Case Study: WordSpot
"Firebase is everything to us except the application code." -Michael Wulf, Founder
- Team of 2
- Firebase powers their entire backend, including features like collaborative writing and critiquing.
- Chose Firebase because of its serverless paradigm.
WordSpot Lights It Up
Once I discovered Firebase, I started thinking about all the advantages if we went entirely client-side. There would be no Nginx to maintain, there would be no multiple server environments to deal with, and there would be no scaling up and scaling down. That suited me just fine.
Michael Wulf has aspirations to be a professional writer. In 2011, he moved from Nevada to Arizona which meant he would no longer have the support of the Lone Mountain Writers Club.
Needing inspiration, good critiques, and a sense of community again, he founded WordSpot with his friend of 10 years, Matt Clark. Their goal is to become the go-to destination for writers on the web. Their nearest competitor, Writing.com, has over 1,000,000 members, and WordSpot intends to supplant it.
WordSpot is powered by Firebase and has built many exciting and innovative features.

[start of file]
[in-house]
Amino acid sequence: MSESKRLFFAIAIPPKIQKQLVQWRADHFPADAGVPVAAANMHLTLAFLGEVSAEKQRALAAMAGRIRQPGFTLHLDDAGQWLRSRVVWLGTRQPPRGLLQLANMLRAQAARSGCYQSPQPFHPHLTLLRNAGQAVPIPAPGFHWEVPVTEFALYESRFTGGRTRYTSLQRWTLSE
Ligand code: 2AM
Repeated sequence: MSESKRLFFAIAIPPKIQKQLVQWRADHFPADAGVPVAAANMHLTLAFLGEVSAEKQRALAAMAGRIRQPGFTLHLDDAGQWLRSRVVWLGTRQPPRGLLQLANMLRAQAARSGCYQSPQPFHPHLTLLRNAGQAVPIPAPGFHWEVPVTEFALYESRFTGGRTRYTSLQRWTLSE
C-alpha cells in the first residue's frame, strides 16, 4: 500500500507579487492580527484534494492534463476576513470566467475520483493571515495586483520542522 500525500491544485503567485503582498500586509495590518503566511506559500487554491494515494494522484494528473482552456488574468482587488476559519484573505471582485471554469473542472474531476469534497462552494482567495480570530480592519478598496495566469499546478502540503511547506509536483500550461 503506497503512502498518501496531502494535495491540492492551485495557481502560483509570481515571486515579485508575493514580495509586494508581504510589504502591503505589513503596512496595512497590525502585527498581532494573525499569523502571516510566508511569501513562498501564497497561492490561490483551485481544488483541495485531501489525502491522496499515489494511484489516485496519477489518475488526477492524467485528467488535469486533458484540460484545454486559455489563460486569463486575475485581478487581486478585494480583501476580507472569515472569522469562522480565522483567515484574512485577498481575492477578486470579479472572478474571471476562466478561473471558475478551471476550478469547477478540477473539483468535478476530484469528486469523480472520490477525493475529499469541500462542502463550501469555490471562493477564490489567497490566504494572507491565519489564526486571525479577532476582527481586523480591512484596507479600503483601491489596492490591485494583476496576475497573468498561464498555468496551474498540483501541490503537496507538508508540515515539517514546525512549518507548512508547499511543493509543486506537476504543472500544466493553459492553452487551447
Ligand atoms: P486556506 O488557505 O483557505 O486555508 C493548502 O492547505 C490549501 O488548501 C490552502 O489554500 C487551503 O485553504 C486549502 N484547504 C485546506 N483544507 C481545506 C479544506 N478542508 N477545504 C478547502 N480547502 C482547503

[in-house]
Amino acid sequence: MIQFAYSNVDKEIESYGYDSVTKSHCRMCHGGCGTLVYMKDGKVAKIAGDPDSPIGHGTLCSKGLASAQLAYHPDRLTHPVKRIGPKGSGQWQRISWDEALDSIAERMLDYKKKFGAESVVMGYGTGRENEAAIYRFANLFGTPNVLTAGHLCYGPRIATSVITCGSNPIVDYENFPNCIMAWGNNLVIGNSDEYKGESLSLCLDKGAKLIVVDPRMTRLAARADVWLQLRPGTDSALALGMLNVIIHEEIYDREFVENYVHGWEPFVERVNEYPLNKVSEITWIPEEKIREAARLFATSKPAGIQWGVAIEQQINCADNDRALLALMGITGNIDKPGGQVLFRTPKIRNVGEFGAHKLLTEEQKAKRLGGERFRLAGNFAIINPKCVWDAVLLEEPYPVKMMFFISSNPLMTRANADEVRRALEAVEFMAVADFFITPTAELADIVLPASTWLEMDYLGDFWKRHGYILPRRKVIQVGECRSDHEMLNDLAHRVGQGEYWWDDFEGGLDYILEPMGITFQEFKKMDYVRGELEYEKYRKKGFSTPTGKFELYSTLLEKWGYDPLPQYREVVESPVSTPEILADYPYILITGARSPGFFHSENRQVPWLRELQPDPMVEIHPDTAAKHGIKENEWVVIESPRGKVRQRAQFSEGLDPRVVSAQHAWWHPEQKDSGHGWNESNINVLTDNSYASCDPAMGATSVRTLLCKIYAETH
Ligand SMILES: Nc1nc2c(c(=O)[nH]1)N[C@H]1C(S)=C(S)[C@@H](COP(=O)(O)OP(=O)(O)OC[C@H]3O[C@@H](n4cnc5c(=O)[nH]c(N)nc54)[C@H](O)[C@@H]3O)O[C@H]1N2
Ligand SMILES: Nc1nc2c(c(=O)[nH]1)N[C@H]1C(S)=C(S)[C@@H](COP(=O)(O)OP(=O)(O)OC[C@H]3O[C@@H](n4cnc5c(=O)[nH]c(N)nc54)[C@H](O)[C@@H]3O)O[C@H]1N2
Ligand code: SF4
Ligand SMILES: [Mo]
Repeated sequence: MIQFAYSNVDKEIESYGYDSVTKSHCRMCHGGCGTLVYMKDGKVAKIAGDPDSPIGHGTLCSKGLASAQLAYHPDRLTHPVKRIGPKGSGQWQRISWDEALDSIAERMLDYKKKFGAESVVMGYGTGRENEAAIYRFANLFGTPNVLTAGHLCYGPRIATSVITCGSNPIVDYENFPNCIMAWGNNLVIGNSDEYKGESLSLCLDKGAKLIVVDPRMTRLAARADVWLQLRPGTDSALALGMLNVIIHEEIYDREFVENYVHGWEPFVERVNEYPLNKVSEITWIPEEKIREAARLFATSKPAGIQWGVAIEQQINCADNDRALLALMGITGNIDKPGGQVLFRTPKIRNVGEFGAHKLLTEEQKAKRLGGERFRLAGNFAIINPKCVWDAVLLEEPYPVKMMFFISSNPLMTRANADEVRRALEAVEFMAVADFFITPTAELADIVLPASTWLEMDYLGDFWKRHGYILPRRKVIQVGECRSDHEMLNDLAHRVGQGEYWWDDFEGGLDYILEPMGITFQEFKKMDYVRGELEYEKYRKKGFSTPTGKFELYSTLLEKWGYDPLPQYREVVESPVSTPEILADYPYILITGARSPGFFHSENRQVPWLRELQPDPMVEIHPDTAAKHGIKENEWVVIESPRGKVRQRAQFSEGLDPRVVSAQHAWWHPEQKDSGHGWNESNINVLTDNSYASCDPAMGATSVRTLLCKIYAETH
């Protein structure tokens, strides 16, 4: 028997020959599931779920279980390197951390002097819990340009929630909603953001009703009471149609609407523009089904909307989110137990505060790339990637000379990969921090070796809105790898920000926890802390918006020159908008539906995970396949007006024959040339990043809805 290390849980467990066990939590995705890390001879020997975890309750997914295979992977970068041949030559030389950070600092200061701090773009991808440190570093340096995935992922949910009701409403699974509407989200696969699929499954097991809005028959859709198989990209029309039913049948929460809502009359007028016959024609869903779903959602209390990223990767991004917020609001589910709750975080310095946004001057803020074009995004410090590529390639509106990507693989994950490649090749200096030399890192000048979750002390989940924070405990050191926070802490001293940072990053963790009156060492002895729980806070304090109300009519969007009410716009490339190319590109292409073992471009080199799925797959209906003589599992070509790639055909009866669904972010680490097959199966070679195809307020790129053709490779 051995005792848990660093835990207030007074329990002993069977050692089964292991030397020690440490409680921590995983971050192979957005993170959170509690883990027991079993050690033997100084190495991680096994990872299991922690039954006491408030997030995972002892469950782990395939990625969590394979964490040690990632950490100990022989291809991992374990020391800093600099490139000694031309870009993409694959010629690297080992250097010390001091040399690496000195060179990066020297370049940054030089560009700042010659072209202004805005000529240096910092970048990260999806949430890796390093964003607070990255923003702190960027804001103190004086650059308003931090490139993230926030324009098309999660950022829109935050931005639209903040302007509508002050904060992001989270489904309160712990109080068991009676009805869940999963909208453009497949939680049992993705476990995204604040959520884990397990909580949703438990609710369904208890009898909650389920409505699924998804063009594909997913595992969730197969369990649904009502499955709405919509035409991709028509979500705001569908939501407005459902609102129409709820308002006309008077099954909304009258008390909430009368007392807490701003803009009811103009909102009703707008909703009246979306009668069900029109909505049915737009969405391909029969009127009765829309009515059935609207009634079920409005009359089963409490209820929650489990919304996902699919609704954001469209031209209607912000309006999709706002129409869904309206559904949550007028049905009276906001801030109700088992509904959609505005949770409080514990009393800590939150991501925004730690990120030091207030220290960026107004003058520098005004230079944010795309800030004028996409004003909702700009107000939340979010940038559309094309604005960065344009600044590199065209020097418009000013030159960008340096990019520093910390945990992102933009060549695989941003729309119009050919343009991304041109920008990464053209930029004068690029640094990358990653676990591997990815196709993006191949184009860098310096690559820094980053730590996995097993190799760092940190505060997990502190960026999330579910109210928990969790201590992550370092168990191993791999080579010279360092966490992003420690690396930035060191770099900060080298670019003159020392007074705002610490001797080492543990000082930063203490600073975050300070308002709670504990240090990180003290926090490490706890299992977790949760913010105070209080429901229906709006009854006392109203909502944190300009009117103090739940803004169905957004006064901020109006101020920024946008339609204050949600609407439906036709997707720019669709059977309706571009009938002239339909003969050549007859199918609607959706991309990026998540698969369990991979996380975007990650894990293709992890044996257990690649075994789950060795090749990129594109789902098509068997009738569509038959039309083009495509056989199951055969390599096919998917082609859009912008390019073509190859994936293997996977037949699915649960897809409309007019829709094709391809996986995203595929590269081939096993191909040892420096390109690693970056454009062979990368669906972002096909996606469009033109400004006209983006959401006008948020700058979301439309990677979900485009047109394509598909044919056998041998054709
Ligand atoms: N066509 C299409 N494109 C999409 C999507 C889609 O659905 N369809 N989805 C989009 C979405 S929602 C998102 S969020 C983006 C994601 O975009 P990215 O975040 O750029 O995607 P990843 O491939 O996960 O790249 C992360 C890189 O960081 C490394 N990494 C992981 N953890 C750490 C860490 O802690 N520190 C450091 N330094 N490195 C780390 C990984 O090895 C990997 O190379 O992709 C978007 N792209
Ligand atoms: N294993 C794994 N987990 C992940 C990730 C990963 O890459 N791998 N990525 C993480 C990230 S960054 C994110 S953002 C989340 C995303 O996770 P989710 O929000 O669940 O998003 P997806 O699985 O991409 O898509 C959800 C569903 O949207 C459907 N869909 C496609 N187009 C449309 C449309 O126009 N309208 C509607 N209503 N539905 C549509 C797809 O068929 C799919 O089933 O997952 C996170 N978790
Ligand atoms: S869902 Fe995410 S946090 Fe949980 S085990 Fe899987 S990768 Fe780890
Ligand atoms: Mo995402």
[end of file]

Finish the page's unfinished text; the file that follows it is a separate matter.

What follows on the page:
- Plot Storm: A word game to create plots and alleviate writer’s block.
- Goal Tracking: An easy workflow to publicly record progress towards writing goals.
- Critiquing System: A real-time feedback system designed to be as simple as critiquing on paper. Users can highlight text, select the type of feedback and enter comments effortlessly. Get quantifiable feedback instead of rankings and ratings.
- Agent CRM: A tool for managing the book publishing process by tracking interactions with agents.
- Workshops: An area for creative writing experts to hold workshops on specific parts of the writing process.
As the team finished investigating technology and moved on to building product, Firebase proved its value. Wulf commented: “Firebase is everything to us except the application code. I wanted it to do everything our servers and database would do and it’s perfectly capable of taking on the job.” Wulf estimates that Firebase has cut his development time from over a year to only 4 months.
Thanks to Firebase his aspirations of becoming a published author are one step closer to reality. WordSpot isn't open to the public yet, but if you'd like to request beta access, head over to wordspot.org!